Over 100 view racist mural of black and Native American people - GulfToday

Over 100 view racist mural of black and Native American people


People view the controversial mural, the "Life of Washington."

Over 100 people packed the lobby of a San Francisco public high school to view a controversial mural criticized as racist and degrading for its depiction of black and Native American people.

Officials allowed visitors to see the "Life of Washington" mural for two hours on Thursday after the San Francisco School Board voted in June to paint over the 83-year-old fresco.

More than a 100 people packed the public high school to view a controversial mural.

The public viewing opportunity came in response to multiple requests over the past several months, according to Laura Dudnick, spokesperson for the San Francisco Unified School District.

Most of those at the viewing were retirees, with a handful of kids on summer vacation with their relatives.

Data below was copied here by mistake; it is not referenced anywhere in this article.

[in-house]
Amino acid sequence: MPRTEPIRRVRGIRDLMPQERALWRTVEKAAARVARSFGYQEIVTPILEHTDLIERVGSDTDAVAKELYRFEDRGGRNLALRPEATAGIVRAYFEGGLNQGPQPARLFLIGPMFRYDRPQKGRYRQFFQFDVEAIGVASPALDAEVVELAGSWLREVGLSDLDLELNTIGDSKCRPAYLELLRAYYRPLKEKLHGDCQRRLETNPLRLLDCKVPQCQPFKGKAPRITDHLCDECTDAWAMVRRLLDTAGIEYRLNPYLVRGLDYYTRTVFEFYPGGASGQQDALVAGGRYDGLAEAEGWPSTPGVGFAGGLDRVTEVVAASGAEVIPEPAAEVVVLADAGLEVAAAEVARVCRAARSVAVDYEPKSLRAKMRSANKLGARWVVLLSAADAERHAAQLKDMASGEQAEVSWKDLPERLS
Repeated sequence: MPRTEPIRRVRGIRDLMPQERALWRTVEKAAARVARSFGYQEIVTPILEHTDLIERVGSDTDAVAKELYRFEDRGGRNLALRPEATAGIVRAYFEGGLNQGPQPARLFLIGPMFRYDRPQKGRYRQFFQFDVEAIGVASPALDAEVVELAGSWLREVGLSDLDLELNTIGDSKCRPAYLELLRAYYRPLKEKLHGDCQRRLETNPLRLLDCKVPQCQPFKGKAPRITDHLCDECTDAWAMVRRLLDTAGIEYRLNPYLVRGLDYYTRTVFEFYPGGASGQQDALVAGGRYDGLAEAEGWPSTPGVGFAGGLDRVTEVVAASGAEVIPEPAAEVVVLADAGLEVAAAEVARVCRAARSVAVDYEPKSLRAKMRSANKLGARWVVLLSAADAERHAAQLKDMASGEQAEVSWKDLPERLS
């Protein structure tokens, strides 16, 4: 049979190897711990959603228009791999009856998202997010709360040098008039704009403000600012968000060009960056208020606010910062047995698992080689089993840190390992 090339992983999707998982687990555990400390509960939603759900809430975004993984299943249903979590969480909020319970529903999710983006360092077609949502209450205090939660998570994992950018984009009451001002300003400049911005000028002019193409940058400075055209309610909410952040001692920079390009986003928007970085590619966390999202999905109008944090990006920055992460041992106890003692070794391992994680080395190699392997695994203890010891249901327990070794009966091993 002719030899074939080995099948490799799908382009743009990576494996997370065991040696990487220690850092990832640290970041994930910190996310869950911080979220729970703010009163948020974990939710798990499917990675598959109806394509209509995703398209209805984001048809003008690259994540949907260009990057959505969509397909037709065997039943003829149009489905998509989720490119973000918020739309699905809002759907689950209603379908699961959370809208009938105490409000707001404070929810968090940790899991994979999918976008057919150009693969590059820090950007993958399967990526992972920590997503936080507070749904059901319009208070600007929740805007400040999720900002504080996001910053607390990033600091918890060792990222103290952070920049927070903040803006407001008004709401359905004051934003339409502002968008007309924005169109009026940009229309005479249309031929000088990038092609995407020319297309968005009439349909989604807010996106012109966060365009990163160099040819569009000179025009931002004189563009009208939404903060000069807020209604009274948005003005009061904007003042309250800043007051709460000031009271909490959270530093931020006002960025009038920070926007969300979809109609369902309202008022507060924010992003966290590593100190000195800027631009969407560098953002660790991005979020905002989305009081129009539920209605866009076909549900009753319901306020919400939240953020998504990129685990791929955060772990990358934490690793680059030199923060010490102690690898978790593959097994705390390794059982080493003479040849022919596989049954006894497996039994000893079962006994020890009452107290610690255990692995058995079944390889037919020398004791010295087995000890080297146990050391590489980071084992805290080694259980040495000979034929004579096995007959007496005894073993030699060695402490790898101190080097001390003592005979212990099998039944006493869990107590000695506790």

The 83-year-old fresco is slated to be destroyed after the San Francisco School Board voted last month to paint over it.

The vast majority of visitors were steadfastly against destroying the mural.

Roberta McLaughlin, 78, collected signatures on a poster on which she wrote, "Educate Do Not Eradicate" and said she would present it to the school board in an effort to have the members consider their vote.

People put their signatures on a poster that read "Educate Do Not Eradicate" while standing near the controversial panel.

The mural was painted by Victor Arnautoff, one of the foremost muralists in the San Francisco area during the Depression.

New Deal scholars have argued that Arnautoff, a Russian-born communist and social critic, critically depicts unsavory aspects of American history in his work.

School officials opened the school Thursday to allow the viewing of the "Life of Washington" mural.


Joanne Chow Winship, a former director of San Francisco's Arts Commission, wiped tears from her eyes as she described how a spontaneous conversation with Anderson that afternoon made her "think twice" about her support of the mural.

"I'm torn. I come from wanting to defend and protect the artist and artist's work, but I understand and want people to recognize the feeling in the history for them," Winship said, explaining that she approached the mural with her head and she knew Anderson approached it with her heart.

Associated Press


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